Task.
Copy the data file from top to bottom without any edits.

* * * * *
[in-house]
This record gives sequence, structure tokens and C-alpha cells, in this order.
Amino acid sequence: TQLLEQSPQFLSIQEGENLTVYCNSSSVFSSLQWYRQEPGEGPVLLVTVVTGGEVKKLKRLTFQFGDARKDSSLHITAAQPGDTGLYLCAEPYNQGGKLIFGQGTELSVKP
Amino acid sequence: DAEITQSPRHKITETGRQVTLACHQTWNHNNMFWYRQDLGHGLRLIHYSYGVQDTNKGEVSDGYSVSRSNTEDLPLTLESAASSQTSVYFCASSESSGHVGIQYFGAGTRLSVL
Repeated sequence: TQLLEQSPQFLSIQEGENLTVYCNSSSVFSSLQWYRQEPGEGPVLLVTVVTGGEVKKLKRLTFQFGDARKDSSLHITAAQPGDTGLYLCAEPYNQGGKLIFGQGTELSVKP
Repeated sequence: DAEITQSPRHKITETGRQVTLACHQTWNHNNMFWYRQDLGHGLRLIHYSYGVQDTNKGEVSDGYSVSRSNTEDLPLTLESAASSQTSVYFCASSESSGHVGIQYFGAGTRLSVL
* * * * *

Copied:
[in-house]
This record gives sequence, structure tokens and C-alpha cells, in this order.
Amino acid sequence: TQLLEQSPQFLSIQEGENLTVYCNSSSVFSSLQWYRQEPGEGPVLLVTVVTGGEVKKLKRLTFQFGDARKDSSLHITAAQPGDTGLYLCAEPYNQGGKLIFGQGTELSVKP
Amino acid sequence: DAEITQSPRHKITETGRQVTLACHQTWNHNNMFWYRQDLGHGLRLIHYSYGVQDTNKGEVSDGYSVSRSNTEDLPLTLESAASSQTSVYFCASSESSGHVGIQYFGAGTRLSVL
Repeated sequence: TQLLEQSPQFLSIQEGENLTVYCNSSSVFSSLQWYRQEPGEGPVLLVTVVTGGEVKKLKRLTFQFGDARKDSSLHITAAQPGDTGLYLCAEPYNQGGKLIFGQGTELSVKP
Repeated sequence: DAEITQSPRHKITETGRQVTLACHQTWNHNNMFWYRQDLGHGLRLIHYSYGVQDTNKGEVSDGYSVSRSNTEDLPLTLESAASSQTSVYFCASSESSGHVGIQYFGAGTRLSVL